As for open ballast, yes it may be cheaper, but half the cost of the track laying is not half the cost of the project. Besides, no modern city wants the visual pollution of an open ballast track nor the desire to fence off a huge scar through the middle of it's main thoroughfare just to provide what's needed for a little bit cheaper and a little bit faster. Besides, the proof is there. People have embraced it. Time to move on to the next stage.

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Re: News & Discussion: Trams

#4461 Post by rubberman » Sun Feb 23, 2020 9:48 am

Westside wrote:
Sat Feb 22, 2020 9:43 pm
rubberman wrote:
Thu Feb 20, 2020 1:57 pm

Hi,

The specific cost saving that could halve cost is the use of open ballast vs the concrete slab. As the Glenelg line shows, it is quite practical. Further, open ballast track can be topped with turf, or other covering appropriate for the area. Surely a consideration in the national capital?

In terms of speed, because it runs on its own right of way, it is not bound to road speeds.
The Glenelg line is essentially a heavy rail line with light rail cars and stations. It runs on its own right of way with boom gate controlled intersections. The Canberra light rail is far from that. It is essentially the same as the entertainment centre line but trust me, runs much faster than that! It runs in the median strip for 80% of the journey and has 25 traffic light controlled intersections to cross. I'm not sure where thus fanciful notion of a faster speed is coming from but I know no road authority that would allow a tram to travel 80km/hr down the middle of Port Rd. They certainly won't be doing so here.

As for open ballast, yes it may be cheaper, but half the cost of the track laying is not half the cost of the project. Besides, no modern city wants the visual pollution of an open ballast track nor the desire to fence off a huge scar through the middle of it's main thoroughfare just to provide what's needed for a little bit cheaper and a little bit faster. Besides, the proof is there. People have embraced it. Time to move on to the next stage.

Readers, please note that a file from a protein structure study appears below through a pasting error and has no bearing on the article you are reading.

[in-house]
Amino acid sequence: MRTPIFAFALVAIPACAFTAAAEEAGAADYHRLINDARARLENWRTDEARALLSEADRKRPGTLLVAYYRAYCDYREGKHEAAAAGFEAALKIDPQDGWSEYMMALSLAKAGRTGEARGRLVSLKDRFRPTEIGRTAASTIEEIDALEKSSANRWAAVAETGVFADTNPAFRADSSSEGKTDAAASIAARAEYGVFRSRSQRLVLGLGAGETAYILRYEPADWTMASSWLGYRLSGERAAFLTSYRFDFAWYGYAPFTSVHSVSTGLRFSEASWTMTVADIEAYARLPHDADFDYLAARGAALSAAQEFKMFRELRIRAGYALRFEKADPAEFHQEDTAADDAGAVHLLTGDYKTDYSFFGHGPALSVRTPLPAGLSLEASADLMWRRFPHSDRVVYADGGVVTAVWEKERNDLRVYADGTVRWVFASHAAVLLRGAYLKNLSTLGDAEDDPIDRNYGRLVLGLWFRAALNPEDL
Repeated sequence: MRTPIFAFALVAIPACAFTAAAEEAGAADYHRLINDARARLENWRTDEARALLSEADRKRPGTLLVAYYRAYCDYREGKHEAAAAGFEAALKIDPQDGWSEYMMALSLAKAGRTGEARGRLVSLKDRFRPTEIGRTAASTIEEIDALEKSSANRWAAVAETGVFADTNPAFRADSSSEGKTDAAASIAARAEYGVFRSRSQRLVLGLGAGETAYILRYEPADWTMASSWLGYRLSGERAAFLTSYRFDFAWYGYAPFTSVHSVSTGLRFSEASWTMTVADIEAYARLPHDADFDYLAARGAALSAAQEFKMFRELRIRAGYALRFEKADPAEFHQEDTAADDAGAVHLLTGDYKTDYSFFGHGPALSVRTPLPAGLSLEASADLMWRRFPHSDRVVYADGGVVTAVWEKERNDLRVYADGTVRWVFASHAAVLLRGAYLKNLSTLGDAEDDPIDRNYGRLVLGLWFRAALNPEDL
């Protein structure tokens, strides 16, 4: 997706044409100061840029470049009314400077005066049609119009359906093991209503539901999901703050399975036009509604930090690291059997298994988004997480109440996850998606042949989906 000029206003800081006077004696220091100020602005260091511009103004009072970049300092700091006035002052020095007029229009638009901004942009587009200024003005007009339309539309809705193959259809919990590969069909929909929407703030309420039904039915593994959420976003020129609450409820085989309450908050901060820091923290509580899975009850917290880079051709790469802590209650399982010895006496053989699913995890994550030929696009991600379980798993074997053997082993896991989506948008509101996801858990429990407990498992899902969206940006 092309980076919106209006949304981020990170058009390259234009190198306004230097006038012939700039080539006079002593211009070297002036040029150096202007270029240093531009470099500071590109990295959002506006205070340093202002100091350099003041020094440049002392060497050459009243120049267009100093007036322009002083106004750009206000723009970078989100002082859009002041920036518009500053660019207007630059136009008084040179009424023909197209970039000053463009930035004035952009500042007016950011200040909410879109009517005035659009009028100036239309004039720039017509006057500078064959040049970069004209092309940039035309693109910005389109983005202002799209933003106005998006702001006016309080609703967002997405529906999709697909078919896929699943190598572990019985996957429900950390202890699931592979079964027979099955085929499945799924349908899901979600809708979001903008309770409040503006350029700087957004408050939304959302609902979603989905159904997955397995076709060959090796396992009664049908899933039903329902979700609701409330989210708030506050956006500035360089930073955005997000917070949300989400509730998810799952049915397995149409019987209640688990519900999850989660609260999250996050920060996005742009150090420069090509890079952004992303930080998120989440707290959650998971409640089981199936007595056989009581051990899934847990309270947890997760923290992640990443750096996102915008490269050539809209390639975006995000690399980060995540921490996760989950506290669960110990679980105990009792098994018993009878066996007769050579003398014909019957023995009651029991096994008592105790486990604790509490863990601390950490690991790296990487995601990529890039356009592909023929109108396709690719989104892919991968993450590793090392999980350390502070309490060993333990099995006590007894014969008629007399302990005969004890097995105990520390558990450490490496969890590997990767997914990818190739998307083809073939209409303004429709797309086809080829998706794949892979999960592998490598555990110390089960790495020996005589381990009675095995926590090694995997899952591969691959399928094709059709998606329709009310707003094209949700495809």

A few things need to be said here.

For much of its length, the Canberra light rail runs in a corridor that is well separated from traffic...much like the Glenelg line and completely unlike the line to the Entertainment Centre where trams run directly adjacent to traffic. Anyone doubting this can check it quite clearly on Google maps.

Next, I know that aesthetics are a matter of taste, but what has been laid down in Canberra is a strip of reinforced concrete. By what aesthetic standard is open ballast track a "scar" as you put it, and reinforced concrete somehow better? Please explain.

I would then say again, that other cities in this situation put geotextile over the ballast, with only the rails visible, then put turf or some other covering over the geotextile, so that in a few months, the track between stops is almost invisible except for the rails. Far better than a concrete slab imho.
20190817_143249_copy_1612x1209.jpg
The photo above shows what can be done. The Prague Transport Company operates trams, buses and a Metro through the national capital, and the scene depicted is just outside Hradčany castles, (the Presidential Palace and significant cultural icon). Why cannot Australia do as well? Of course, it doesn't have to be European grass in Australia, it could just be Australian wild grasses which grow and die seasonally.

As far as costs are concerned, I think if I can pick one area where the costs are halved, there's a good chance there's more. But let's look at history here. Electric trams started about 130 years ago. The first trams were fixed bogie trams
like those in Canberra, Sydney, and our Citadis. Then, as it became apparent that fixed bogie trams caused excessive track wear requiring maintenance (listening to you at Rundle Mall corrugations causing very noisy running in the CBD). By one hundred years ago, almost every authority that could switched to swivelling bogie cars to minimise track damage. Except, that with the loss of technical knowledge as trams were abandoned in the 1950s in the West, we are reinventing the wheel. Fixed bogie cars like the Citadis are hard on track. Just check the aforementioned corrugations and the wear on the curves in Victoria Square.